Despite such risks, Daugherty, 65, has been converting rocks into fake food for 18 years, ever since a patient showed him a hunk of flint that looked just like a baked potato. Daugherty wrapped the rock in tin foil as a joke, liked the effect and decided to try other stones. Since then he has cut and polished quartzite into french fries, agate into sliced ham, garnets into Coca-Cola and amethyst into a glass of wine. His "stone cold meal" now includes dozens of geological morsels and weighs about 300 pounds.
Some people think the dentist is off his rocker, especially since he also hangs teeth on his Christmas tree and collects human gall stones. But both Daugherty and his wife, Elizabeth, are glad he unearthed his unsavory specialty. "I feel sorry for people," he says, "who don't have a hobby."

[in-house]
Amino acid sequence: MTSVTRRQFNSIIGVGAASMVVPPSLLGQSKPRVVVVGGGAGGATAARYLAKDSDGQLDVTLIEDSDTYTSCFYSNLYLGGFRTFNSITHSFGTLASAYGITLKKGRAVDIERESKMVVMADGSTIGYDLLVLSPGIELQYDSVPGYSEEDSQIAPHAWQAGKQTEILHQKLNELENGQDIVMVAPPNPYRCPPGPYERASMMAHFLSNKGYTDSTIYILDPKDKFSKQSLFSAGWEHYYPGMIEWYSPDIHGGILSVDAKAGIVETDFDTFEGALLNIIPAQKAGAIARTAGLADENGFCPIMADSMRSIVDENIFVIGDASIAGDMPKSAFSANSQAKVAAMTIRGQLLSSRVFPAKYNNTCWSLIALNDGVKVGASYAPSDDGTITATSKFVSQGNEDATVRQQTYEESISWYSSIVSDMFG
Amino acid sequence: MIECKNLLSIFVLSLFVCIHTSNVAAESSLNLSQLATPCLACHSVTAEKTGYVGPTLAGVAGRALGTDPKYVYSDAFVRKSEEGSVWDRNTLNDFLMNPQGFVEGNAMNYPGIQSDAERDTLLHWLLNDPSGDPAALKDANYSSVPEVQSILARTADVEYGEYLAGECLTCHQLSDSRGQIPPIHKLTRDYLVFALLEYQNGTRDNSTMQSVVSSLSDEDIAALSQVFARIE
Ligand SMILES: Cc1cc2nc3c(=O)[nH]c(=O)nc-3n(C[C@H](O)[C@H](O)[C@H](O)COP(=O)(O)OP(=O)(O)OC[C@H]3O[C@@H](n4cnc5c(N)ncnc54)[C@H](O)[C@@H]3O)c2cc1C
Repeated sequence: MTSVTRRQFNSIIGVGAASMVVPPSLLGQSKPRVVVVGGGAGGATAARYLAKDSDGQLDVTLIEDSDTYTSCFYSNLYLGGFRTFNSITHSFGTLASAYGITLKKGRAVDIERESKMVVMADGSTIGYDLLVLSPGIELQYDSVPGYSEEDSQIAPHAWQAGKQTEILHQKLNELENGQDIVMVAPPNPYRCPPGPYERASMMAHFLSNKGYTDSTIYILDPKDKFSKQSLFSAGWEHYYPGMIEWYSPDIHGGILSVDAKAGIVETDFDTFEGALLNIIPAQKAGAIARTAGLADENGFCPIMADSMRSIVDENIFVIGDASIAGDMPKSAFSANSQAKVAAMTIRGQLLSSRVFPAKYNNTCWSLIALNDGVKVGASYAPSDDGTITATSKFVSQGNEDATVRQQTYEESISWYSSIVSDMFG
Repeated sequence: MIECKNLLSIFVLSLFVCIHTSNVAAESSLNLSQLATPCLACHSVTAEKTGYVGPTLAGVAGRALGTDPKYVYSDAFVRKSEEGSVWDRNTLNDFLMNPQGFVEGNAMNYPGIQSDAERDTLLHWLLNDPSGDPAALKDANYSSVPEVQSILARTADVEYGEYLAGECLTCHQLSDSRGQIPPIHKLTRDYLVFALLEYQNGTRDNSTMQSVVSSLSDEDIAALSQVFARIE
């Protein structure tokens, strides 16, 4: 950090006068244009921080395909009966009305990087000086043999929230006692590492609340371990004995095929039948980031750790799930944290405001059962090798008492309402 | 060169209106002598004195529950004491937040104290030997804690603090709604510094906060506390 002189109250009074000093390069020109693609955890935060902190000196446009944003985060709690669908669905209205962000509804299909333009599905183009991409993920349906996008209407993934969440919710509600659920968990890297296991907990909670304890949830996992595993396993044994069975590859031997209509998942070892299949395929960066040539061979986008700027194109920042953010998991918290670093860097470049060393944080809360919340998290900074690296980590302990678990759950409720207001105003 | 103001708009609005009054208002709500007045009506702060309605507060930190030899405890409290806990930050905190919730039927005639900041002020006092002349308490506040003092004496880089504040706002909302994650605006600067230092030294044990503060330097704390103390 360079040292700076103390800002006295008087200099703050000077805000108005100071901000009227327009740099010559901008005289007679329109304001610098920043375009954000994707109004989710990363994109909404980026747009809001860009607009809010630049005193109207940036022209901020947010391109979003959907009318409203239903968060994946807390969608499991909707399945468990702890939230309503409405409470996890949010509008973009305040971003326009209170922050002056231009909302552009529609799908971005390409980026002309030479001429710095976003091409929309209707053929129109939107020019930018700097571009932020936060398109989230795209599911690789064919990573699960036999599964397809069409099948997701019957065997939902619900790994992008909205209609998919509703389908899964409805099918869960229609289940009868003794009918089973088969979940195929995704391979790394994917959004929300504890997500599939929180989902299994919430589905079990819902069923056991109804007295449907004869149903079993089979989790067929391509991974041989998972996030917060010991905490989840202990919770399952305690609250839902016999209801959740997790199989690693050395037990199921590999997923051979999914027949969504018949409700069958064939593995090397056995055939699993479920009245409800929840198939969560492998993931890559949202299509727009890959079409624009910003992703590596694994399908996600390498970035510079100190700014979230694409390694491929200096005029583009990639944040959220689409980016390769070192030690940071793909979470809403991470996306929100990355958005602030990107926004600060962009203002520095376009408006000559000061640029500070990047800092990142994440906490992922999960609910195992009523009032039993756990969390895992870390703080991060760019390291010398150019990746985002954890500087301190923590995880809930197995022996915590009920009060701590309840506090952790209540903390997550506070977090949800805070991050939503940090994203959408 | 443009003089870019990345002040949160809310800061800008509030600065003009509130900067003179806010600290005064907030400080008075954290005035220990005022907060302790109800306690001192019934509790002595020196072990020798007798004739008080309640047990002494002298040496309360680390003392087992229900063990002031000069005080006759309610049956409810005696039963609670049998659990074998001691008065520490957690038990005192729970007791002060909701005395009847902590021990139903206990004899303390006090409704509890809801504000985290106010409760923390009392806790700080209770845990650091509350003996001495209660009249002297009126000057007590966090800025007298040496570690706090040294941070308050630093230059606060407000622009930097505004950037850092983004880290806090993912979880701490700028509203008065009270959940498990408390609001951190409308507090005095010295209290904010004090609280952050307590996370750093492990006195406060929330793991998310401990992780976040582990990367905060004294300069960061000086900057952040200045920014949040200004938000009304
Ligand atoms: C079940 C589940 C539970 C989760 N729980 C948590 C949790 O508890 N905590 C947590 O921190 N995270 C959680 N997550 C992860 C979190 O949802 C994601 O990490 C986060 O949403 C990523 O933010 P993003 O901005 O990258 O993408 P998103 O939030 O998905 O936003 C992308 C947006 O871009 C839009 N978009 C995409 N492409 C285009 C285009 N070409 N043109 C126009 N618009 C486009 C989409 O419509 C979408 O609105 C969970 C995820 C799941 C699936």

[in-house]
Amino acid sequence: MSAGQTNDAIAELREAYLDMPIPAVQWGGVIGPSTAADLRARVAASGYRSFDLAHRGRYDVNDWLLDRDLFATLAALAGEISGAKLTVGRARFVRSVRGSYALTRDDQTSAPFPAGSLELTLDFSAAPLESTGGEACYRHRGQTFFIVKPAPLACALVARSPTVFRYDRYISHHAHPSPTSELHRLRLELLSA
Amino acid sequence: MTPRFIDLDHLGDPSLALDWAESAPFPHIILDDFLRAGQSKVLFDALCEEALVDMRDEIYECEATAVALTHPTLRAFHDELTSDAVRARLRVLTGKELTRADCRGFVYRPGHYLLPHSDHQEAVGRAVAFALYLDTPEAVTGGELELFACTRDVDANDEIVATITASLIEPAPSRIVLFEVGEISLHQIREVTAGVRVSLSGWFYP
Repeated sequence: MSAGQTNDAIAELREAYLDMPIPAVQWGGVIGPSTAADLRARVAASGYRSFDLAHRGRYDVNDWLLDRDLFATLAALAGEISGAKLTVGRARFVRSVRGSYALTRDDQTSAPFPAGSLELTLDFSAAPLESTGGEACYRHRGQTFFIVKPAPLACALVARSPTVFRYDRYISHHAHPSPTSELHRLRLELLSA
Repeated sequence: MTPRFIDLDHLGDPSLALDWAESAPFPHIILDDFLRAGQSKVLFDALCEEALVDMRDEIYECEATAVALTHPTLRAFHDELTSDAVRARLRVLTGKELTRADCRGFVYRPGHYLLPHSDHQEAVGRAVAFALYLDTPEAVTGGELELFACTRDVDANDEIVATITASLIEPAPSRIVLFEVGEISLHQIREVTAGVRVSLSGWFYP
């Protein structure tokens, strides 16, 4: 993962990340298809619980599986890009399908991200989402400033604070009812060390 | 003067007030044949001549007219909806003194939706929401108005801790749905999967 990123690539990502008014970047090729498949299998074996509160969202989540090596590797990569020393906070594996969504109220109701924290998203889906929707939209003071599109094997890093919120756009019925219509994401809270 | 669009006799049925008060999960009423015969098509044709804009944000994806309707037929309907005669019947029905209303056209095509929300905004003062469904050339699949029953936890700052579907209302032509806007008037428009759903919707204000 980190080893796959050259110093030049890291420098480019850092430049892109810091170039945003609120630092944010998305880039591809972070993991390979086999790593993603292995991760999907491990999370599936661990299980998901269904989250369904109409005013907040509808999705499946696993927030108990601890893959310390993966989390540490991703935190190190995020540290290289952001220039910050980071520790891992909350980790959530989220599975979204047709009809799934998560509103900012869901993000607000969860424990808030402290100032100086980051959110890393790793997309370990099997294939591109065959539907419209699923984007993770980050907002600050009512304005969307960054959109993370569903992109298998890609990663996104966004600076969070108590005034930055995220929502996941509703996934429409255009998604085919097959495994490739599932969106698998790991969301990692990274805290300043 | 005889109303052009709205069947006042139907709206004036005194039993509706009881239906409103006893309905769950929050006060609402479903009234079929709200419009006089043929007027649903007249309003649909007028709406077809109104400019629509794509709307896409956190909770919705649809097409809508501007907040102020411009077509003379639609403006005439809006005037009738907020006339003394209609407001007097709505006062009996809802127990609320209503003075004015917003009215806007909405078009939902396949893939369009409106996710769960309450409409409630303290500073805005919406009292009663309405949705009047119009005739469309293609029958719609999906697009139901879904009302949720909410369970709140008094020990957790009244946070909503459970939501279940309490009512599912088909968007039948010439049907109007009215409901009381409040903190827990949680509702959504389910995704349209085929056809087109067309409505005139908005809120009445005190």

Beware of dentists bearing candy. Especially rock candy. A few years ago, Dr. Joe Daugherty, an oral surgeon from Lexington, Ky., was showing some nurses how he makes rocks look like food, in this case a box of chocolates. "Before I could stop her," recalls Daugherty, "one woman bit into a piece. It cracked her tooth. I fixed it, free, of course."